Today in the News, 3.4.09

  • “Scalia is not a big fan of allowing others to act as his conscience. He’s got the conscience market cornered.” Dahlia Lithwick reflects upon yesterday’s oral argument in Caperton v. Massey Coal in Slate Magazine. (A rundown of media coverage of the argument is here, and our own Elizabeth Wydra’s analysis is available here.)
  • “[T]he tight standing requirements—‘imminent’ not ‘realistic likelihood’ of harm, and judicial skepticism of groups’ uncontroverted assertions about the size and scope of, and harm to, their own memberships–will make it tougher for groups like Earth Island Institute to get federal court attention for their claims.” Constitutional Law Prof Blog discusses the implications of yesterday’s sharply divided ruling in Summers v. Earth Island Institute, in which the Supreme Court denied standing to environmental groups challenging a U.S. Forest Service action.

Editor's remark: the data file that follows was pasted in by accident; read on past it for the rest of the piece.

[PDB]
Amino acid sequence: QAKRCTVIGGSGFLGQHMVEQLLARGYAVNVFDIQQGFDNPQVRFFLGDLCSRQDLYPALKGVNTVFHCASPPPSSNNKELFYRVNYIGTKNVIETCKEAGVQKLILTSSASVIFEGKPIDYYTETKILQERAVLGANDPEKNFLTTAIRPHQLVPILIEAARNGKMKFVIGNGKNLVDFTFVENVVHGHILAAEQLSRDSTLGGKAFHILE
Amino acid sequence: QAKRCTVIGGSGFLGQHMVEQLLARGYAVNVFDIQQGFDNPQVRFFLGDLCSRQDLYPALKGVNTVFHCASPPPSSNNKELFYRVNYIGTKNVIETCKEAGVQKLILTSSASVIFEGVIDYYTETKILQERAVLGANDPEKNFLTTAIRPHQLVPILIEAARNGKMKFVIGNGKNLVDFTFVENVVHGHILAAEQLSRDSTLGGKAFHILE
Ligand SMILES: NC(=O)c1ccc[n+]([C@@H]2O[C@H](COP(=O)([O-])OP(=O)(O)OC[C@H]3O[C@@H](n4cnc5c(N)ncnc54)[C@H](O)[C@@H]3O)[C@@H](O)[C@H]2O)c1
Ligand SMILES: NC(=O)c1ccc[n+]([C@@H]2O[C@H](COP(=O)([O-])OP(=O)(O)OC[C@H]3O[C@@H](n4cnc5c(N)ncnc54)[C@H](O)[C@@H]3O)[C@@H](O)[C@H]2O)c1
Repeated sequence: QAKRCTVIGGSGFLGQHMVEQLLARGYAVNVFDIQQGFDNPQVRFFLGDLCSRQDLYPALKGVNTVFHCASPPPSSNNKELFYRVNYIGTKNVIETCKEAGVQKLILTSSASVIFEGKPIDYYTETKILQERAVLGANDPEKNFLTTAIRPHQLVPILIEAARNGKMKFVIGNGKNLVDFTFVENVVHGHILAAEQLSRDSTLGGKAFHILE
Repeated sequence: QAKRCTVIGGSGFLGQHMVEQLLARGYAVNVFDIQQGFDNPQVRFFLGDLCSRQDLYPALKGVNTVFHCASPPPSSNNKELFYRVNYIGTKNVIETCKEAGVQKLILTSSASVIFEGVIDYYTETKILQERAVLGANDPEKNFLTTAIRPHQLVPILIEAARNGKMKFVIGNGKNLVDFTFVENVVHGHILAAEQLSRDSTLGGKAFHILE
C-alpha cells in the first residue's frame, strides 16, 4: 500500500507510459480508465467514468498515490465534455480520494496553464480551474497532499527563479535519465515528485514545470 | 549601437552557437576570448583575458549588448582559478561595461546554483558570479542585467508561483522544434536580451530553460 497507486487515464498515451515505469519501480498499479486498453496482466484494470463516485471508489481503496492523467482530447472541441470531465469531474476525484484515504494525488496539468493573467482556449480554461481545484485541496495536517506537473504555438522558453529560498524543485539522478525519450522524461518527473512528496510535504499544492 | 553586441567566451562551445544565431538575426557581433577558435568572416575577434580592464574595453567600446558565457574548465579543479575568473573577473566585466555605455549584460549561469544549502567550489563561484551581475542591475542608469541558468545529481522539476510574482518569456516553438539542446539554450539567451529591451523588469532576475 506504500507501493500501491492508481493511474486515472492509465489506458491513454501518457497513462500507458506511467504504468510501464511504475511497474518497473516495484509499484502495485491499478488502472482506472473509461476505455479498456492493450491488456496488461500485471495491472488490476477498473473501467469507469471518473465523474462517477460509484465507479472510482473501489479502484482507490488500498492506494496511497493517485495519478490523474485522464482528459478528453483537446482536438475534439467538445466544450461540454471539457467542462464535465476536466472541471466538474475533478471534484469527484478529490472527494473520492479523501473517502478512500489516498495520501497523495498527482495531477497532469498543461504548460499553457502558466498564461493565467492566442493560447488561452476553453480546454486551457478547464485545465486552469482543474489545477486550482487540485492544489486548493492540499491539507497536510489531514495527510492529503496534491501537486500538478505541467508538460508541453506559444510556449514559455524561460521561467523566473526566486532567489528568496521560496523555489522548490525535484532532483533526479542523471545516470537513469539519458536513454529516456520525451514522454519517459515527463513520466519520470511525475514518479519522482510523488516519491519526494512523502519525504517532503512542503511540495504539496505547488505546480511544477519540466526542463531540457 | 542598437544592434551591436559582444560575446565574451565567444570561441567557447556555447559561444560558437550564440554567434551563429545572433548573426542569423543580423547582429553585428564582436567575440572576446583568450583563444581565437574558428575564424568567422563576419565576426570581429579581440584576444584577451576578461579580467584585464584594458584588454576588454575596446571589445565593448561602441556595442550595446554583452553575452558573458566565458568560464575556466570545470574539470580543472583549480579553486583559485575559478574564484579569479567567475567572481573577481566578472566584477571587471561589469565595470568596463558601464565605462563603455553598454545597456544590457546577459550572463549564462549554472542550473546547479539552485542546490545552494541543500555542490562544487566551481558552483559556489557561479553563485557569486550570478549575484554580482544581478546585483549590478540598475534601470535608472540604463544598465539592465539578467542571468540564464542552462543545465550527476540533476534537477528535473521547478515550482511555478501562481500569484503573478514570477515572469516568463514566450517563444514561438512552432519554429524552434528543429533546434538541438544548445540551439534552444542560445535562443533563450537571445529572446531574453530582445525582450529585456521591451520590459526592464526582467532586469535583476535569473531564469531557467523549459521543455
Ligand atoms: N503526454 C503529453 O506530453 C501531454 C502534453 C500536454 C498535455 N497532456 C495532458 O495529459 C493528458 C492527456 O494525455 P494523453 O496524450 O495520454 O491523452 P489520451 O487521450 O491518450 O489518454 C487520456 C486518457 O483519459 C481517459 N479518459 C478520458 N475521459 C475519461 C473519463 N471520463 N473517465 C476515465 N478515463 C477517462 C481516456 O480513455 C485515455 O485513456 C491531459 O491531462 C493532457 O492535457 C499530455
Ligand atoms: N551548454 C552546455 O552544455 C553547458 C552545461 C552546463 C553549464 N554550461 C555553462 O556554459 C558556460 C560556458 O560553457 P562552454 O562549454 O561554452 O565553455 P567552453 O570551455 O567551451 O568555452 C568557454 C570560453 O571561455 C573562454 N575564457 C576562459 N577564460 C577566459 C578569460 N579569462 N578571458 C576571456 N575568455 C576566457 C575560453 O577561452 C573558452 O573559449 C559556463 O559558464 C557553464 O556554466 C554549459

• “Wednesday, March 4, 1789. This being the day for the meeting of the new Congress, the following members of the Senate appeared and took their seats: From New Hampshire…” Finally, on this day exactly 220 years ago, the government of the United States officially began operations under the newly-ratified Constitution, thus ending government under the Articles of Confederation. (This quotation appears in the Annals of Congress, in the official record of the first session of Congress.)